The study of cells, their physiological properties, structure, environmental interaction, division, life cycle, and death, as well as the organelles they contain. Also known as cytology.

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Artificial Synthesis of Animal Cells

If we know the elements with which a certain type of cell is composed of (I am particularly talking about Animals, and Humans more importantly), why aren't we able to make cells on our own then, in a ...
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16 views

Do hydrogen ions contribute to water potential?

I was thinking about lysosomes and how they maintain an acidic pH inside themselves by pumping H+ ions from the cytosol. Do hydrogen ions set up a concentration gradient that causes water to move by ...
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1answer
15k views

Why is ATP the preferred choice for energy carriers?

Why is ATP the most prevalent form of chemical energy storage and utilization in most cells?
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2answers
4k views

Does endo- and (or) exocytosis require energy? Do they belong to active / passive transport?

I expect vesicle formation and fusion to require energy input; however, I'm not sure about which of endocytosis and exocytosis require energy and how they use the energy input. Do they belong to ...
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1answer
40 views

Is there a difference in cytoplasmic pH between prokaryotes and eukaryotes?

The cytosolic pH in human cells is around 7.4, but fluctuates as the cell is replicating. Prokaryotes and eukaryotes are vastly different in many ways. One thing they share is cytoplasm. Is there any ...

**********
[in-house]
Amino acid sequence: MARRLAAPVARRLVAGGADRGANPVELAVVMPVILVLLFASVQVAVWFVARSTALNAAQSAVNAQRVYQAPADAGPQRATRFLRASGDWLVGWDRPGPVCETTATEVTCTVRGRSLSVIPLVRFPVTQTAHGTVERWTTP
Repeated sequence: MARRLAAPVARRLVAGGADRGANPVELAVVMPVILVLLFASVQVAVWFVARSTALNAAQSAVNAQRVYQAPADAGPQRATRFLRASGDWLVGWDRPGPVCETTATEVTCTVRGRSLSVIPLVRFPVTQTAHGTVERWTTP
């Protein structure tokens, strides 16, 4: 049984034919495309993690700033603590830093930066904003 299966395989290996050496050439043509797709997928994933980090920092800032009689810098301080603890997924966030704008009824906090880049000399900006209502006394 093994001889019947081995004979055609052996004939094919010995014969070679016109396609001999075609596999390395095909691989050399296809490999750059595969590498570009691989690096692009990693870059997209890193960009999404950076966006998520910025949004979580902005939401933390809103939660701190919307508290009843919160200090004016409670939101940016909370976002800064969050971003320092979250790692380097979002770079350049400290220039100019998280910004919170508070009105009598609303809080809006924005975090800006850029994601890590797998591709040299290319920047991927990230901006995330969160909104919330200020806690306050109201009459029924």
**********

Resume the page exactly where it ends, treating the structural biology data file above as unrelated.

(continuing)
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1answer
220 views

During the process of correcting mutations via gene therapy, is the defective gene removed?

Just recently started learning about gene therapy, many websites explain that the corrected DNA can be added to the genome using a vector and all that. I just don't understand what happens to the ...
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1answer
62 views

An experiment to test if a bacterial resistance gene is on the plasmid or chromosome?

So I have an E.coli strain phenotypicall resistant to the antibiotics ampicillin and rifampicin. How do I test if the AmpR gene is carried on a plasmid and not on the chromosome? In summary, I ...
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38 views

Are there non-essential cell organelles? [closed]

Suppose an eukaryotic animal cell would have to choose to loose an organelle, akin to the voting system of the TV show Big Brother. Which organelle would be the least important to the cell and ...
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1answer
102 views

In the video, “Inner Life of a Cell”, what's the empty space between the molecules?

In the video, "Inner Life of a Cell" there's a lot of empty space between the proteins. Is it just a simplification (i.e. they omit smaller molecules)? If so, what are the smaller molecules supposed ...